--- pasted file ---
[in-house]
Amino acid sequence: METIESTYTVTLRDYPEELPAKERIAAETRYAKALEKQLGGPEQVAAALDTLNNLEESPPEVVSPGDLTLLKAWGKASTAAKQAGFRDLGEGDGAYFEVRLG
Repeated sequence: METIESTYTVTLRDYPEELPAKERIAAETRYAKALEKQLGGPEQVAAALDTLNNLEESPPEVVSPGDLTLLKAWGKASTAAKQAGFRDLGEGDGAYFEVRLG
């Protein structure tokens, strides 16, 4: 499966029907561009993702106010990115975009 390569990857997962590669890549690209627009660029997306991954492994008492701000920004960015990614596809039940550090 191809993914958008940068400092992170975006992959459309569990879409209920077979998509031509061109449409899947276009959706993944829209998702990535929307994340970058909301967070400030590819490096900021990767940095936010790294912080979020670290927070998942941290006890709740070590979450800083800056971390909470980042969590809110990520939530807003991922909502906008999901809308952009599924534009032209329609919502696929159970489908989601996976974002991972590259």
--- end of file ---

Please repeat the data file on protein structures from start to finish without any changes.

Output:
[in-house]
Amino acid sequence: METIESTYTVTLRDYPEELPAKERIAAETRYAKALEKQLGGPEQVAAALDTLNNLEESPPEVVSPGDLTLLKAWGKASTAAKQAGFRDLGEGDGAYFEVRLG
Repeated sequence: METIESTYTVTLRDYPEELPAKERIAAETRYAKALEKQLGGPEQVAAALDTLNNLEESPPEVVSPGDLTLLKAWGKASTAAKQAGFRDLGEGDGAYFEVRLG
């Protein structure tokens, strides 16, 4: 499966029907561009993702106010990115975009 390569990857997962590669890549690209627009660029997306991954492994008492701000920004960015990614596809039940550090 191809993914958008940068400092992170975006992959459309569990879409209920077979998509031509061109449409899947276009959706993944829209998702990535929307994340970058909301967070400030590819490096900021990767940095936010790294912080979020670290927070998942941290006890709740070590979450800083800056971390909470980042969590809110990520939530807003991922909502906008999901809308952009599924534009032209329609919502696929159970489908989601996976974002991972590259």